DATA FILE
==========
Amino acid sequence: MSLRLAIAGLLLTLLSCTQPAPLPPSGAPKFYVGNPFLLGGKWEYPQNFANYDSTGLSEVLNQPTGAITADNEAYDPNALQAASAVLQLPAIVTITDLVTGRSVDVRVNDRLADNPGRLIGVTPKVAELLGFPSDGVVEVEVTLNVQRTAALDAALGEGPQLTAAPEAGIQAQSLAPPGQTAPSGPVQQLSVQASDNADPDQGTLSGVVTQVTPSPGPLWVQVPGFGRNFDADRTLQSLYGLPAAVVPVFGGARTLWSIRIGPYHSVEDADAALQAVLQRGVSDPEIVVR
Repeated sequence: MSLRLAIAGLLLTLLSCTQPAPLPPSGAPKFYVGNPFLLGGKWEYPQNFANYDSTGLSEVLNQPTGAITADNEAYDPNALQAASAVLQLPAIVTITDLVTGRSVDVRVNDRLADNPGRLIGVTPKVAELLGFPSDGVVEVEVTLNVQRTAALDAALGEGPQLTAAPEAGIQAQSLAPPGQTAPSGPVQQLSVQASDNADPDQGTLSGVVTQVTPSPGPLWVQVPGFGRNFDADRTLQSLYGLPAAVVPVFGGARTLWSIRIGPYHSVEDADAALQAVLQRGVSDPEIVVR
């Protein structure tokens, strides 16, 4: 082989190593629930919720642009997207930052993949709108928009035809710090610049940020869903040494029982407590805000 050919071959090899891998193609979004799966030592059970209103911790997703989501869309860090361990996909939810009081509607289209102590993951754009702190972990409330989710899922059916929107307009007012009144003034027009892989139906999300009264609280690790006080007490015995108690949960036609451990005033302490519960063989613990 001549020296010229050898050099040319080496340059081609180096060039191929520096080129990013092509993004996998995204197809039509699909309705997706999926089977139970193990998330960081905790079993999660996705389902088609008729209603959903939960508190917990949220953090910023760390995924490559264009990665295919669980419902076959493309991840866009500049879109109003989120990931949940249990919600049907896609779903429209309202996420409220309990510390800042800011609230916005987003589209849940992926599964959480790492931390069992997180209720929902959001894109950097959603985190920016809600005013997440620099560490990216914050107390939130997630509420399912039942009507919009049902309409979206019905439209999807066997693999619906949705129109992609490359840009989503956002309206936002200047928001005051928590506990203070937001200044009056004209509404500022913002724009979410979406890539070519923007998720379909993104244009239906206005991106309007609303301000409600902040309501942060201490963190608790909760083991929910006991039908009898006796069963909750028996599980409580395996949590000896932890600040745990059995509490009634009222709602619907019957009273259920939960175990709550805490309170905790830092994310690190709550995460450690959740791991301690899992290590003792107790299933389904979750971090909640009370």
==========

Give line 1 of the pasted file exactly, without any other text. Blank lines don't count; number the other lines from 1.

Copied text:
Amino acid sequence: MSLRLAIAGLLLTLLSCTQPAPLPPSGAPKFYVGNPFLLGGKWEYPQNFANYDSTGLSEVLNQPTGAITADNEAYDPNALQAASAVLQLPAIVTITDLVTGRSVDVRVNDRLADNPGRLIGVTPKVAELLGFPSDGVVEVEVTLNVQRTAALDAALGEGPQLTAAPEAGIQAQSLAPPGQTAPSGPVQQLSVQASDNADPDQGTLSGVVTQVTPSPGPLWVQVPGFGRNFDADRTLQSLYGLPAAVVPVFGGARTLWSIRIGPYHSVEDADAALQAVLQRGVSDPEIVVR